This Year’s Essential Theater Play Festival Shines a Light on the Misuse of Social Media, Overcoming Grief and Fighting for Equity – WABE

Essential Theater has nurtured new plays for Georgian playwrights since 1999, launching the careers of successful playwrights such as Lauren Gunderson and Topher Payne.

Running now until August 28, this year’s 23rd edition Essential Theater Festival will present three new plays and a series of play readings. Founding Artistic Director Peter Hardy joined “City Lights” host Lois Reitzes via Zoom and playwright John Mabey to talk about what this year’s festival has in store.

Throughout Essential Theater’s life, its scope has shifted from narrow to broad and back again.

It was originally a vehicle for founder Peter Hardy to produce his own plays, and soon began to feature annual play lists from writers from all walks of life. For many years, Essential Theater has made it a point to host at least one new play by a Georgian playwright. Soon after, the festival expanded its Essential Theater Playwriting Award competition, “still the only one of its kind with winning plays receiving both prize money and a full production”, according to Hardy. “The cash prize is currently $750.”

Today, Essential Theater has focused on exclusively performing and celebrating new plays by Georgian writers, a specialization that has been in place since 2012. “It’s very important to me,” Hardy said. “I am a playwright myself. It’s very important to me to have a situation that supports and helps playwrights and that’s the kind of opportunity I would like to find myself as a writer.

The 2022 Essential Theater Play Festival opens with a production of “The outrage machineby Daniel Carter Brown, which Hardy describes as “a satirical drama about the misuse of social media.” He added: “It’s not just about technology. It’s about the all-too-human tendency to make quick judgments about others without really knowing their full story. It’s very easy to get terribly angry with someone after hearing them say two sentences.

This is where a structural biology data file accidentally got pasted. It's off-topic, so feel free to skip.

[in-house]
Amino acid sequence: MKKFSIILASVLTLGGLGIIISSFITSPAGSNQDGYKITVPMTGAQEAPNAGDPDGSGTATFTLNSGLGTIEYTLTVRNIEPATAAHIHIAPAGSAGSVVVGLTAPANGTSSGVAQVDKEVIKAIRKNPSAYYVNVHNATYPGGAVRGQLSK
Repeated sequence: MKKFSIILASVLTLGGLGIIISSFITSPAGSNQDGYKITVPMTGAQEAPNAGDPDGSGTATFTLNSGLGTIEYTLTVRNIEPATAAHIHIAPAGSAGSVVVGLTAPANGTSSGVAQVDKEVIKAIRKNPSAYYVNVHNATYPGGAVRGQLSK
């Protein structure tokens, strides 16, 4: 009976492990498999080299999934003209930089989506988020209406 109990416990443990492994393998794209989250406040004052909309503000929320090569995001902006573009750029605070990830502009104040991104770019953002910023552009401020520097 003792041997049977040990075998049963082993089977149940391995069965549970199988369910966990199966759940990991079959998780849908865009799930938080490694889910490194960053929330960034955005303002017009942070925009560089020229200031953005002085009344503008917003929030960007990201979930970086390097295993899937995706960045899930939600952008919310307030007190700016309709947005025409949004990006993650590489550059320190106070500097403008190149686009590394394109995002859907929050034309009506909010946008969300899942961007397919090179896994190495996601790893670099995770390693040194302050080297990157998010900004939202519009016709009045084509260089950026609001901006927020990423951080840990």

In addition to the reading-workshops and stage readings, the festival presents another complete production, John Mabey“A Complicated Hope”. Mabey said: “At its core, it’s the story of three very different people – a mother, a daughter and another gentleman who come together through grief. They all have a common bond that connects them to someone they have lost.

Reflecting on the story’s wavering between grief and optimism, Mabey offered, “What I’ve achieved in my own life is hope… doesn’t always look like what you think it’s going to look like. And I wrote every scene with that in mind so that there are sparks of hope in every scene, and the characters discover them and work their way to find them.

Mabey brings a background in mental health counseling to his work, which he says has inspired him to become a “much better writer”. He said: “In my training as a counselor I have…spent hundreds of hours with clients where the goal is to sit down with the other person through active listening and listen to them talk at the same time. of what they say, but also of what they say. under and between words. Because we don’t often say what we mean, especially when we’re trying to fight something inside of us. And so I bring that into my writing – everything the characters want to say but struggle to say.

John Mabey’s “A Complicated Hope” opens August 5 at the West End Performing Arts Center. For more on this year’s Essential Theater Play Festival and its other events and productions, visit

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